Home>Articles>RNC files lawsuit against Clark County For Violating Public Record Laws

RNC Chairwoman Ronna McDaniel speaking at the 2018 Conservative Political Action Conference (CPAC) in National Harbor, Maryland, on February 23, 2018. (Photo: Gage Skidmore)

RNC files lawsuit against Clark County For Violating Public Record Laws

RNC alleges Election Dept. and Registrar Joe Gloria declined to provide information on poll workers

By Megan Barth, September 21, 2022 9:45 am

The Republican National Committee (RNC) filed a lawsuit against Clark County, Nevada, and its election department for allegedly violating public record laws after the county declined to provide information on poll workers. Nevada law requires a bipartisan team of poll workers at all polling locations across the state and Nevada law ensures elections are run openly and transparently by requiring election officials to provide records to the public about election processes.

The lawsuit, filed yesterday in the district court for Clark County alleges that the Clark County Election Department and Joe Gloria, county registrar of votes, violated a state law allowing the committee to obtain poll workers’ names and party affiliation.

Ronna McDaniel, Chairwoman of the RNC released this statement: “The RNC has consistently tried to work with Clark County to ensure that its election officials are following Nevada law by ensuring bipartisan representation among poll workers,” RNC Chairwoman Ronna McDaniel said in a statement to the Washington Examiner. “The County has refused our good-faith compromises and is hiding records that the public is legally allowed to see. Sunlight is the best disinfectant: we are suing Clark County to secure the election transparency that Nevadans deserve ahead of midterms.”

As reported by the Washington Examiner:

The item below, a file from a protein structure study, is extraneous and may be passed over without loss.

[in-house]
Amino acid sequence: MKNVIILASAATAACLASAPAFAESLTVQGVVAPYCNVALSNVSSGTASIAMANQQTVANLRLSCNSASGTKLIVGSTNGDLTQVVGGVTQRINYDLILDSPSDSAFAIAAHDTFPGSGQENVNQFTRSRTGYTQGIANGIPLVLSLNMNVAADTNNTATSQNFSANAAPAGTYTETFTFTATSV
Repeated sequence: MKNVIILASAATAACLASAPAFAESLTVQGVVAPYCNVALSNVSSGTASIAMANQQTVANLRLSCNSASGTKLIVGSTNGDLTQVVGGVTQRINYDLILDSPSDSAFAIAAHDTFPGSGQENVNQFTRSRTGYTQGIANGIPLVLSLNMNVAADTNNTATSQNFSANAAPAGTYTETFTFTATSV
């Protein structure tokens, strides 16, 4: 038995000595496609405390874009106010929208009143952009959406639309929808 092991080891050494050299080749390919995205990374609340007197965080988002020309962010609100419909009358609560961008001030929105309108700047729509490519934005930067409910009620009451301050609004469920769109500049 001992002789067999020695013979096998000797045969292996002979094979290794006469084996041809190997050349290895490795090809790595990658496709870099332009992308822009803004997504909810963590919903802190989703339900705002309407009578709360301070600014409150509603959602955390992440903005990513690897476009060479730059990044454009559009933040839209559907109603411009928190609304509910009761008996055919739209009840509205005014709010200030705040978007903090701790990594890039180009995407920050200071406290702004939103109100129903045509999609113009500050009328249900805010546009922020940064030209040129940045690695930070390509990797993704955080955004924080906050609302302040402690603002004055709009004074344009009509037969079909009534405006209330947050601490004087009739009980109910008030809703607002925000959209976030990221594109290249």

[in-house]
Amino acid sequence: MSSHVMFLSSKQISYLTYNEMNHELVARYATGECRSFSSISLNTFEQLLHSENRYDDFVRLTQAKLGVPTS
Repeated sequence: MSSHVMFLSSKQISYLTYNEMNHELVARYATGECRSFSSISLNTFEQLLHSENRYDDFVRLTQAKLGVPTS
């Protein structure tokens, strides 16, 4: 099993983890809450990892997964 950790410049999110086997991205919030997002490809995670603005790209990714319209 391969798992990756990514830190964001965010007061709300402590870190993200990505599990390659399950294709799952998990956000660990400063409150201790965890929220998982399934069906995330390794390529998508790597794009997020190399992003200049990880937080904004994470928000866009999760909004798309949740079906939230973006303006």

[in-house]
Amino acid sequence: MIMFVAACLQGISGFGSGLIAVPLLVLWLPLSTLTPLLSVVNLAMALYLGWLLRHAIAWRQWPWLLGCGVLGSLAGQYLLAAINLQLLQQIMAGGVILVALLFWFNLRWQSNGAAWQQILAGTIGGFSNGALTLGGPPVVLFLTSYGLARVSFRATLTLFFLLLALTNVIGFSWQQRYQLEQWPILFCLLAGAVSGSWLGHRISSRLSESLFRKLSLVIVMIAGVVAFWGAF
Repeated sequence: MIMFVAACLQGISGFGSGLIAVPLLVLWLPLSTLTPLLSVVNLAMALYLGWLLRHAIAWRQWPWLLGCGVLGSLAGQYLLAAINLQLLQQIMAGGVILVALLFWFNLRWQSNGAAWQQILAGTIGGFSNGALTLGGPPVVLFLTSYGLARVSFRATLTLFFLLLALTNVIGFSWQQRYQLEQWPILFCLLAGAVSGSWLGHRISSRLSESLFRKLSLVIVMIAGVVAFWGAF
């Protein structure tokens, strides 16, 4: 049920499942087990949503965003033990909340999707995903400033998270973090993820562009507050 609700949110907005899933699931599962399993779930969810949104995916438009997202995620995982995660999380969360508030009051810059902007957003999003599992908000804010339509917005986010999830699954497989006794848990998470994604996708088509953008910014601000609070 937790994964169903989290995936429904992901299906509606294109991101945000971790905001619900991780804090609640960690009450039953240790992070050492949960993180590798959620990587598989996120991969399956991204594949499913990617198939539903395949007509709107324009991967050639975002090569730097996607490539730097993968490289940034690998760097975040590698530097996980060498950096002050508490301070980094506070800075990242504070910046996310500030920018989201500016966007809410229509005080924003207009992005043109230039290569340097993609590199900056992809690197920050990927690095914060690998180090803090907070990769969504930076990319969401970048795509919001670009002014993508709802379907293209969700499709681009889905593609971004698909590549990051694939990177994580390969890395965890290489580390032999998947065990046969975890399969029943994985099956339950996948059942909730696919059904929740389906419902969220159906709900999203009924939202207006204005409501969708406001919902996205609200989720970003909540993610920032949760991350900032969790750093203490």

“Despite the statutory requirements, Gloria declined to provide this information, expressing privacy concerns about releasing anything that would allow the RNC or the public to verify that Clark County’s poll workers will be representative of the political parties,” the lawsuit states.

The RNC claims it told the county the information would be made available to “attorneys’ eyes only” to keep the information out of the public spotlight.

However, the lawsuit states that on Aug. 17, the RNC began receiving documents from the county, referred to as “Respondents,” on a rolling basis unrelated to their request.

The county responded to the RNC’s inquiries on Aug. 31, stating the election department could not provide voter names and party affiliations due to “election security … asserted privacy interests and the risk of harassment.”

“This was Respondents’ first formal denial of the subject [Nevada Public Records Act] Request about poll worker information,” the lawsuit states.

The RNC asked for the information again on Sept. 2, but it still has not received a response, according to the lawsuit, which also asks for the court to demand the county provide an “award of reasonable costs and attorneys’ fees as provided by law, and any additional relief” deemed acceptable.

Dan Kulin wrote in a statement to the Washington Examiner on behalf of the county that it is in possession of the lawsuit and will respond through legal processes.

“Clark County takes seriously the privacy of our poll workers to protect these citizens from harassment, threats, and other forms of intimidation,” Kulin wrote. “The integrity of our election process is critical and so is ensuring that those who are working to uphold the rights of all citizens to exercise their right to vote are not threatened by others who wish to unravel our election process.”

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Megan Barth
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